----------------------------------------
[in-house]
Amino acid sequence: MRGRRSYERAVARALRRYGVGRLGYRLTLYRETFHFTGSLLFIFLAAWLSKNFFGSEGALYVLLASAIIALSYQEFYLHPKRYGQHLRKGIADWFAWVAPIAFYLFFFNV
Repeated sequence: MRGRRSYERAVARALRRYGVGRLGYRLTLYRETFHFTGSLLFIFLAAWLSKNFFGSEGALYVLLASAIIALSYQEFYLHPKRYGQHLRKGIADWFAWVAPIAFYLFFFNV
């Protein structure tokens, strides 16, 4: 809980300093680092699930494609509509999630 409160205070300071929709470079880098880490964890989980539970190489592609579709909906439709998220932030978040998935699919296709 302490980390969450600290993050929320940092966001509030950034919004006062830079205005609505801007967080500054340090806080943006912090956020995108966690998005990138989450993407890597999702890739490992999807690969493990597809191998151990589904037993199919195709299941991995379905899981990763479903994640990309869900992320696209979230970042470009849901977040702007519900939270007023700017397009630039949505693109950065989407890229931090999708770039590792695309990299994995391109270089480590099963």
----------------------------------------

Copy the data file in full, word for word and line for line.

[in-house]
Amino acid sequence: MRGRRSYERAVARALRRYGVGRLGYRLTLYRETFHFTGSLLFIFLAAWLSKNFFGSEGALYVLLASAIIALSYQEFYLHPKRYGQHLRKGIADWFAWVAPIAFYLFFFNV
Repeated sequence: MRGRRSYERAVARALRRYGVGRLGYRLTLYRETFHFTGSLLFIFLAAWLSKNFFGSEGALYVLLASAIIALSYQEFYLHPKRYGQHLRKGIADWFAWVAPIAFYLFFFNV
């Protein structure tokens, strides 16, 4: 809980300093680092699930494609509509999630 409160205070300071929709470079880098880490964890989980539970190489592609579709909906439709998220932030978040998935699919296709 302490980390969450600290993050929320940092966001509030950034919004006062830079205005609505801007967080500054340090806080943006912090956020995108966690998005990138989450993407890597999702890739490992999807690969493990597809191998151990589904037993199919195709299941991995379905899981990763479903994640990309869900992320696209979230970042470009849901977040702007519900939270007023700017397009630039949505693109950065989407890229931090999708770039590792695309990299994995391109270089480590099963």